This is, after all, a blog that delves into politics as well as religion, so you're probably expecting me to say something when the two of them collide, as they did yesterday with the SCOTUS decision on the Ten Commandments.
Well, there isn't much I can say. I wasn't surprised. I think they were wrong. I don't think this will end the matter.
We've already established that SCOTUS (along with an alarming number of people) totally misunderstand the Establishment Clause of the Constitution. Do they do this unwittingly, having fallen into the conventional trap, or do they not realize what they are doing? I do think Souter's statement that "The touchstone for our analysis is the principle that the 'First Amendment mandates governmental neutrality between religion and religion, and between religion and nonreligion,'" was absurd. Particularly lacking was his suggestion that because religion had become so divisive in society, all the more reason to practice tolerance of other faiths. This may well be true in personal practice, but allowing the current passions of the public to influence your interpretation of the Constitution is not, I believe, what the Founding Fathers had in mind.
Scalia's dissent was (as usual) brilliant, witty, and pungent. One of the commentators last night summarized his thoughts as follows: the majority opinion owes more to the French Constituion than the American. His vote was no surprise; as Fox noted, "Scalia, Rehnquist and Thomas have all said that there is nothing wrong with government asserting God's supremacy, while the other justices on the court believe doing so would be to the exclusion of Americans of other faiths or no faiths, and is therefore unconstitutional."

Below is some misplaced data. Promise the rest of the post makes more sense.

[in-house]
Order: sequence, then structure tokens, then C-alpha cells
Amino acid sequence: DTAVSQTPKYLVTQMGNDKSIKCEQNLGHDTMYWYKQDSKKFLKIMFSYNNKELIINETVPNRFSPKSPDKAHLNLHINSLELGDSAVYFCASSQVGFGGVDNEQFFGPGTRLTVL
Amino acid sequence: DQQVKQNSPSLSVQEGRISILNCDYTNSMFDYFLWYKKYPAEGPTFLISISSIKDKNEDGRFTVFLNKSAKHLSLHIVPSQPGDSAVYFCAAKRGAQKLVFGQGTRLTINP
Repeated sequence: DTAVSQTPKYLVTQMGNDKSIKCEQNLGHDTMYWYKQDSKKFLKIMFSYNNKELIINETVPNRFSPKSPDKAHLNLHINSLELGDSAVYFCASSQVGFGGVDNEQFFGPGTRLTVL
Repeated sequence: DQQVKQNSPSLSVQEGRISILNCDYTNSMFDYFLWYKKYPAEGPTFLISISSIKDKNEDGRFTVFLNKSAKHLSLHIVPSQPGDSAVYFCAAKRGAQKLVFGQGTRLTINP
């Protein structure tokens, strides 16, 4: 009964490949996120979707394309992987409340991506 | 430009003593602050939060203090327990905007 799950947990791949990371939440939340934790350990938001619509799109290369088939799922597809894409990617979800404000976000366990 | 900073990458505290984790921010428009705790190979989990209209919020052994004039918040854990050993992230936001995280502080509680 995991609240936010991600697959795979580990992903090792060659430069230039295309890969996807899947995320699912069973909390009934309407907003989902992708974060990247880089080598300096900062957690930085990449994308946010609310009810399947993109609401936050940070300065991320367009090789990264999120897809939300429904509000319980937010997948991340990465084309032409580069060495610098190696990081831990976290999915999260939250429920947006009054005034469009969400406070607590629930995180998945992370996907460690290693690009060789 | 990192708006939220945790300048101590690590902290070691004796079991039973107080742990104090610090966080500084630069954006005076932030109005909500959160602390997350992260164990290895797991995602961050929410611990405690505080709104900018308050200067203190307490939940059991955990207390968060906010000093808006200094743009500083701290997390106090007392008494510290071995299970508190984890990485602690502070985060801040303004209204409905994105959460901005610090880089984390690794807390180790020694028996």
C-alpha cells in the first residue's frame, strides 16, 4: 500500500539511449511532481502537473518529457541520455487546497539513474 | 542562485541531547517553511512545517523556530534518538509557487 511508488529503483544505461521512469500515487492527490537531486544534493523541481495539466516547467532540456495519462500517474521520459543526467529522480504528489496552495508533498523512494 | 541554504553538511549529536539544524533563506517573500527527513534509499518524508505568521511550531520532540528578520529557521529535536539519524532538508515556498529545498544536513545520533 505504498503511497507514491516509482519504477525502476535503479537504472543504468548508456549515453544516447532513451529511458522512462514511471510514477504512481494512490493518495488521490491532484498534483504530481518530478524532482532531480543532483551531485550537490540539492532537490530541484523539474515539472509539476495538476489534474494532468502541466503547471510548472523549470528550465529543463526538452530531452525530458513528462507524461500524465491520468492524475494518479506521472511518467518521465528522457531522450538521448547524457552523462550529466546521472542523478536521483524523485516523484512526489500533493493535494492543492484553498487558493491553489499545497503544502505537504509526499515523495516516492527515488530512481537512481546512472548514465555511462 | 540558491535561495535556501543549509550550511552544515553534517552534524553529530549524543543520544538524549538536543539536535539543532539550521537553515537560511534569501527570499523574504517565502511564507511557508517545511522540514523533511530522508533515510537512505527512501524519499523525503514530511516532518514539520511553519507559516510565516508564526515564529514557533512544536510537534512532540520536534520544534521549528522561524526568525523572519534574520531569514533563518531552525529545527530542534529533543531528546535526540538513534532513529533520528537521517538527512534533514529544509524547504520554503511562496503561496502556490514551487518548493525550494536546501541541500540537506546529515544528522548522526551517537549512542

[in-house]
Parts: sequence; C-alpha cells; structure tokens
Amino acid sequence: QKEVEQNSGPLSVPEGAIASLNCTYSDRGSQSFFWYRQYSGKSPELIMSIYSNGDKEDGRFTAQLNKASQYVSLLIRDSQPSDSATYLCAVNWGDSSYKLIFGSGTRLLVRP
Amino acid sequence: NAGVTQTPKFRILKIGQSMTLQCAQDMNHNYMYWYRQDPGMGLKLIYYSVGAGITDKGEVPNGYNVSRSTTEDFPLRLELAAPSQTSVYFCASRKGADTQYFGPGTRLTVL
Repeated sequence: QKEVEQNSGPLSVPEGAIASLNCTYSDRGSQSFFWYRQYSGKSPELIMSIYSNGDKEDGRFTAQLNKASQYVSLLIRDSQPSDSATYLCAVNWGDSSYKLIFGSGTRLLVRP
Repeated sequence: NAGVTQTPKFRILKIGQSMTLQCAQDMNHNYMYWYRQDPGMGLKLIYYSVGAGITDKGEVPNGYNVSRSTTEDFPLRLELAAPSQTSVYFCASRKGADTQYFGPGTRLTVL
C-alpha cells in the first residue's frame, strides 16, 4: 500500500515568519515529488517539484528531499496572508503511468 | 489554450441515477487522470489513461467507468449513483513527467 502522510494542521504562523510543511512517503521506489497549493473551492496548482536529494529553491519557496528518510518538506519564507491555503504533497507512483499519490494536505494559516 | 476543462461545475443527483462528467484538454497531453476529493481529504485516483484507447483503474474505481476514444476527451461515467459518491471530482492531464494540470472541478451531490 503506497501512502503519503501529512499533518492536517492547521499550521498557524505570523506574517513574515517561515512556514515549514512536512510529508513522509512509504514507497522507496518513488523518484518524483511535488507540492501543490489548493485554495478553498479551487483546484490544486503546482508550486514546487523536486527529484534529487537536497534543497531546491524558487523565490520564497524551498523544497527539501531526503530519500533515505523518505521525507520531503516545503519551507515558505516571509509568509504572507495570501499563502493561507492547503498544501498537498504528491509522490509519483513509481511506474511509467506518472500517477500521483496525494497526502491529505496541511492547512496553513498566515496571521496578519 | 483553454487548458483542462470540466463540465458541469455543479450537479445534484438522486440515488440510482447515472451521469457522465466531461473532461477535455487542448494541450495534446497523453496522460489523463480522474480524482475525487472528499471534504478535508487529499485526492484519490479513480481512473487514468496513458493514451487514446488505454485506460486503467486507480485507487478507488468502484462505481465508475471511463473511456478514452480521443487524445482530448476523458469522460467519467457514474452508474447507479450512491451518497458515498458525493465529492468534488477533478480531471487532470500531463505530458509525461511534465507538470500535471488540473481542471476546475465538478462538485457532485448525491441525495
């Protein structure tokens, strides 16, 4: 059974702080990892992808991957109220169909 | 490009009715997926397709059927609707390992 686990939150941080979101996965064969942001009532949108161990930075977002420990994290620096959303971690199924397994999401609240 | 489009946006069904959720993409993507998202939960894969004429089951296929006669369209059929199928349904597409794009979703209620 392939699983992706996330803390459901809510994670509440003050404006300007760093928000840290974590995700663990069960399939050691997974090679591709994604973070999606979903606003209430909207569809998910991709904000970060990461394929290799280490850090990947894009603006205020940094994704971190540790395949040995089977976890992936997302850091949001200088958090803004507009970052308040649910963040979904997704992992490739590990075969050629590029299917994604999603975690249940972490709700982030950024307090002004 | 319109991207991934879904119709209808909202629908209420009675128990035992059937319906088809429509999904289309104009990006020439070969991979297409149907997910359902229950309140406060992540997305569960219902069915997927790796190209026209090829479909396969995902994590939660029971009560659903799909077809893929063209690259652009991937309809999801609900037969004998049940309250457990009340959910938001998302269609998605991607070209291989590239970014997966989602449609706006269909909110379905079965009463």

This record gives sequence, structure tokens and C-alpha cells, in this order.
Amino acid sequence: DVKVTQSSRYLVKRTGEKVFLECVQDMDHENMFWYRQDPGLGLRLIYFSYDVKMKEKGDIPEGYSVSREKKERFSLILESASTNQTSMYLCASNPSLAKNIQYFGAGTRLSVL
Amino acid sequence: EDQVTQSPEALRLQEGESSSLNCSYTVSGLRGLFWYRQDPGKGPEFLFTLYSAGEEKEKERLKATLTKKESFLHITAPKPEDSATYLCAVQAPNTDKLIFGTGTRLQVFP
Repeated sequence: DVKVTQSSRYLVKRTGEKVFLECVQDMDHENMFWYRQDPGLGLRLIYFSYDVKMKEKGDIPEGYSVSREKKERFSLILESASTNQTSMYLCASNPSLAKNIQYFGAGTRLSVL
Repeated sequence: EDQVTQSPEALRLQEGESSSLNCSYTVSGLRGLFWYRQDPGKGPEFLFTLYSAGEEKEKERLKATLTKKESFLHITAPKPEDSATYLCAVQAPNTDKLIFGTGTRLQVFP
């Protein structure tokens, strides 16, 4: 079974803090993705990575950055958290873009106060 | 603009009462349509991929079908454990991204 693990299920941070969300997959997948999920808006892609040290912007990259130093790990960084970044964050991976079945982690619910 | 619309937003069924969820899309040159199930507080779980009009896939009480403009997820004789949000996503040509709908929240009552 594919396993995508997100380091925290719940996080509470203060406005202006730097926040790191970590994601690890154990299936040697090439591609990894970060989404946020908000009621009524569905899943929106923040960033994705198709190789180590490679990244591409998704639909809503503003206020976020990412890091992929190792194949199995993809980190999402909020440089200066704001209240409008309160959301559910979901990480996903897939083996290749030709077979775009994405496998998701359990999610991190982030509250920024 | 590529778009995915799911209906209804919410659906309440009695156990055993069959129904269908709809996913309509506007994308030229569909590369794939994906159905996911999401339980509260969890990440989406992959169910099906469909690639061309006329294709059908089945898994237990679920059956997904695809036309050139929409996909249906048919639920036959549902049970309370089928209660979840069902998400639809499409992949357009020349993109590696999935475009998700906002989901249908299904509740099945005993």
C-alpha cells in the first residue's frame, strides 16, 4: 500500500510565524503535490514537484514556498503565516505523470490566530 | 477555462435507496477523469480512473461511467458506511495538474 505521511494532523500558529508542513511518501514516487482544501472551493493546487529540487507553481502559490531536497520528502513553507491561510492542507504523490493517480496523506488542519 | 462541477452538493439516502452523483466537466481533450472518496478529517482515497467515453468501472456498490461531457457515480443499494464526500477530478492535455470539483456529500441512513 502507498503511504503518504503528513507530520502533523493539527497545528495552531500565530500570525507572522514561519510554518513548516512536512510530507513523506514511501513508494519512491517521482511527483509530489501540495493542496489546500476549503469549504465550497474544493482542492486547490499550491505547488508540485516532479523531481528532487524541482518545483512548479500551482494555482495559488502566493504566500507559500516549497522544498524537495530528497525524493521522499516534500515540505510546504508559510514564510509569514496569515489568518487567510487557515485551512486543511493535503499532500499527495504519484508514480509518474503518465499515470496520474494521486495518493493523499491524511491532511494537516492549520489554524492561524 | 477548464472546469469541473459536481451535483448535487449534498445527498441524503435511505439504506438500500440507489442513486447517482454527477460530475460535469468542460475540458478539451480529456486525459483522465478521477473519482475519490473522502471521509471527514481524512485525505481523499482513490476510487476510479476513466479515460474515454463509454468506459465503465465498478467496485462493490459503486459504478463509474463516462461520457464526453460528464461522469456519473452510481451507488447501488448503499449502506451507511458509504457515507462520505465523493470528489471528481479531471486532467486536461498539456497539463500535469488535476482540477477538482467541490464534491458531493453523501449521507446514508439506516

What this, and so many bad decisions during this term, points out is the importance of the judge in this age of judicial tyranny. It underlines the reason many Republicans have had for supporting Bush and a Republican majority - control of the appointments process. Of course, what they didn't tell us during those campaigns was that having a majority doesn't mean a thing when it's a Republican one, what with the half-hearted liberal Republicans who vote with the Democrats on key issues, or the faint-hearted Republicans who try so desperately to shy away from controversy when it comes up.
Yes, the next Supreme Court nomination will be a crucial one. Bush's choice will be important, but so will the reactions of Republicans and Democrats in the Senate. I would think that Bush will go the route of confrontation and nominate a conservative, rather than a moderate who might face an easier confirmation (although, keeping in mind the death wish of the Stupid Party, you can't take this for granted). One can hope to sway a few Democrat votes to support the nominee; it's the Republicans that conservatives have to worry about.
More commentary over at The Seventh Age. I wonder what Billy Graham thinks about this? I have no doubt about where Bill and Hil stand.